I think it's always a matter of imagination, not a matter of what you're talking about-the mechanics of It. So I think it always has to be an active imagination, with one exception-and it's a powerful exception. Sometimes you don't have to invent anything. All you have to do is look at things, but look at them through an eye of understanding. It's Ecclesiastes: "There is nothing new under the sun."
Brett Stern: Once you see these problems, how do you communicate that to actually get the invention then?
Gary K. Michelson: When I started out as a spine surgeon, we only did two operations. One was a decompression, where a piece of bone or a piece of disc is removed. The other thing we used to do was a weld job, where something's mechanically unstable. Your spine isn't a rod, it's an intercalated system of shock absorbers and blocks. So when the system goes bad, we take out the rubbery shock absorber and we weld together the two blocks. That's a fusion.
Those were the only two operations that spine surgeons did when I studied. So we either put people in body jackets or casts, put them in bed for six months, or put in some steel. We'd brace them together internally by using steel rods, or hooks, or plates, or screws, or something.
Now, along came things like pedicle screws, which were a potent form of internal stabilization, technically difficult to put in and requiring an even larger dissection. Adding pedicle screws, the fusion rates went up to about seventy-eight or eighty percent. Complication rates were higher than ever, and the complications were more severe. If you look at what we were doing, in essence, there were three separate procedures that took between five to eight hours of operation. So now you're asking me, how do you get the idea that there's something to be fixed? My first thought was, "Why don't we do them simultaneously?" If I said that to a spine surgeon, what do you think the response would be?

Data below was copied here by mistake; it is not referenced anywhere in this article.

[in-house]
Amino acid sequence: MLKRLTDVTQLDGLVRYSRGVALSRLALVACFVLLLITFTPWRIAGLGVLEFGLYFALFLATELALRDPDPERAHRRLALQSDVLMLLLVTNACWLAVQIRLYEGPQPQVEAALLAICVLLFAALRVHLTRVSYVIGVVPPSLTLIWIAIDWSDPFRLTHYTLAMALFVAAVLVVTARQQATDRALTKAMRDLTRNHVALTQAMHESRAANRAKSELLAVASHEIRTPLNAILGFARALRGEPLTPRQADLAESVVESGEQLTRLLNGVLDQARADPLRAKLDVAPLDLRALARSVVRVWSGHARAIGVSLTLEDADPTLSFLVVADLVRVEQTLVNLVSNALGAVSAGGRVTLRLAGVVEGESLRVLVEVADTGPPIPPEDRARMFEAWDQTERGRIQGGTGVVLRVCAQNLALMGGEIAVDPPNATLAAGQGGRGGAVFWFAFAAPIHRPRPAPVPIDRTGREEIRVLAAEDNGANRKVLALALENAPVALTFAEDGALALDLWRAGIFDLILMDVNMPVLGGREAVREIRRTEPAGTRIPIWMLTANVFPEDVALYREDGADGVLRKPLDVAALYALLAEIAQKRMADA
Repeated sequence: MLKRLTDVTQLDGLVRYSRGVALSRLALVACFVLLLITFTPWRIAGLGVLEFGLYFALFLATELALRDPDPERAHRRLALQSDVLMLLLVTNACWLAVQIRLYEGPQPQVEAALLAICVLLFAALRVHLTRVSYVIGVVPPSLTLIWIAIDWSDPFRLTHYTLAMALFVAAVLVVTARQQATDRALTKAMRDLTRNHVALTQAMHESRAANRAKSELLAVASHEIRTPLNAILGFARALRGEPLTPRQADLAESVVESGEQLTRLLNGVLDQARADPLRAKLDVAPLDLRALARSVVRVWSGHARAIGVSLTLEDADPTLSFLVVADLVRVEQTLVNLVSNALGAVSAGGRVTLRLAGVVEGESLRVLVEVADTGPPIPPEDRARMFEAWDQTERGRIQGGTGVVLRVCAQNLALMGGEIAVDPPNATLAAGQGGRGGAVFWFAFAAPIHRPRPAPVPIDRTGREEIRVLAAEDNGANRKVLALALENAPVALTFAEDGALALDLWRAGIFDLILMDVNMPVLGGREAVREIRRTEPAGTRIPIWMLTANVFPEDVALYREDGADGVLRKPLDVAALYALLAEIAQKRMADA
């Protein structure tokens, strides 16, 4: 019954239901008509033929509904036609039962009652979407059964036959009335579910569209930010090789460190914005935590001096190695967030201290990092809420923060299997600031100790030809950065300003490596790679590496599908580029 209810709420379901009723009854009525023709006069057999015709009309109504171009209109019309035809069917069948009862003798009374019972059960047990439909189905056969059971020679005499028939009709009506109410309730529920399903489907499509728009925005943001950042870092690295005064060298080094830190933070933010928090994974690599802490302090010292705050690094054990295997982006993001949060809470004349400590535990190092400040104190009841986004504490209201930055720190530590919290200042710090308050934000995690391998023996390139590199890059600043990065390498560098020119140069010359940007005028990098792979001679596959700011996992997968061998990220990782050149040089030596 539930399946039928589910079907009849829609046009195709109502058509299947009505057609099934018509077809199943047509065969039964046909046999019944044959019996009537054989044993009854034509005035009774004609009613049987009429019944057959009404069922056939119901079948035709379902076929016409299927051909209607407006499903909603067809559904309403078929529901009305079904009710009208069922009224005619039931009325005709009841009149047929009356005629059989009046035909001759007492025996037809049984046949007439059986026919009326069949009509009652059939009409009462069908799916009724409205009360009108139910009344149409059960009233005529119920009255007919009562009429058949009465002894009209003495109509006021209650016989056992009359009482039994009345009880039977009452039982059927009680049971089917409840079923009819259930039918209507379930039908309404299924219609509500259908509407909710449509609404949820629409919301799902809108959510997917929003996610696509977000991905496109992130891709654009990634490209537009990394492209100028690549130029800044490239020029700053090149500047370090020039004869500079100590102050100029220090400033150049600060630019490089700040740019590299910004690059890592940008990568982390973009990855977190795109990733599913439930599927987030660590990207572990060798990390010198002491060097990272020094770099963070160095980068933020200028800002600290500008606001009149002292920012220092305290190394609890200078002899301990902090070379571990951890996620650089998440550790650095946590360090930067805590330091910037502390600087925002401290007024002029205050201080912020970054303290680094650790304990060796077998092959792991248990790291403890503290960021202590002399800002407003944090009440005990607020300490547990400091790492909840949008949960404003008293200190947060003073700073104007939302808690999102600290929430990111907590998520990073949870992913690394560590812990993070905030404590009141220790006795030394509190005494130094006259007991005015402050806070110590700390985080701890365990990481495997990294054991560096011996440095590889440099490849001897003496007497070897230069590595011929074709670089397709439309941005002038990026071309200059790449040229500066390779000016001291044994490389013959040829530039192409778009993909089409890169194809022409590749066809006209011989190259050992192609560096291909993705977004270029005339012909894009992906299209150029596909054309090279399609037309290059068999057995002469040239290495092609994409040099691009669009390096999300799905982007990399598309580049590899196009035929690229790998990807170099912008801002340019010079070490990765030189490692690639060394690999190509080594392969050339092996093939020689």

... I think it would be the same as my father's: "What are you? An idiot?" I've heard that in different ways and forms my entire inventing career. It gets to point that when people say that, you know you've really got it.
I think I have close to a thousand patents and something like three hundred or four hundred US patents. When people say to me, "You know what, you didn't really invent that. I thought of that." You'll be standing somewhere and somebody will walk up to you and say, "You know that thing you think you invented? You didn't invent it. I invented that." You hear that all the time. Initially, I used to have some internal reaction to that, but I realized what they're really saying: "I've now looked at what you've done, and it's so simple, I should have been able to think of that." So that's my thought.
Brett Stern: What do you think prevents people from doing it, if they have had the thought?
Gary K. Michelson: It's only simple after the fact, once you've seen it.
Brett Stern: What is your motivation to see these things, and go forward with them?